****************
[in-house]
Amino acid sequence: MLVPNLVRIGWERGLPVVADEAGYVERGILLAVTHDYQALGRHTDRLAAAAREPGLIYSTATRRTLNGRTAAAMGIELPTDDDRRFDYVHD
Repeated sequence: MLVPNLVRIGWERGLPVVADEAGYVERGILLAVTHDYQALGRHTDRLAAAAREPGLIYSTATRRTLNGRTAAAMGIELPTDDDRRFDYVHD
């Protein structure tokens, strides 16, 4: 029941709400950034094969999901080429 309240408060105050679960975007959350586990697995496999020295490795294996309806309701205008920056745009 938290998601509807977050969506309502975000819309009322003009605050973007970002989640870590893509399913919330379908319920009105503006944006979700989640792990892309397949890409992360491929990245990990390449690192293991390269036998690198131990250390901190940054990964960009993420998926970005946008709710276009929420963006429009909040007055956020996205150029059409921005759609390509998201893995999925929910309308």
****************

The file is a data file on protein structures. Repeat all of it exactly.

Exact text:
[in-house]
Amino acid sequence: MLVPNLVRIGWERGLPVVADEAGYVERGILLAVTHDYQALGRHTDRLAAAAREPGLIYSTATRRTLNGRTAAAMGIELPTDDDRRFDYVHD
Repeated sequence: MLVPNLVRIGWERGLPVVADEAGYVERGILLAVTHDYQALGRHTDRLAAAAREPGLIYSTATRRTLNGRTAAAMGIELPTDDDRRFDYVHD
């Protein structure tokens, strides 16, 4: 029941709400950034094969999901080429 309240408060105050679960975007959350586990697995496999020295490795294996309806309701205008920056745009 938290998601509807977050969506309502975000819309009322003009605050973007970002989640870590893509399913919330379908319920009105503006944006979700989640792990892309397949890409992360491929990245990990390449690192293991390269036998690198131990250390901190940054990964960009993420998926970005946008709710276009929420963006429009909040007055956020996205150029059409921005759609390509998201893995999925929910309308």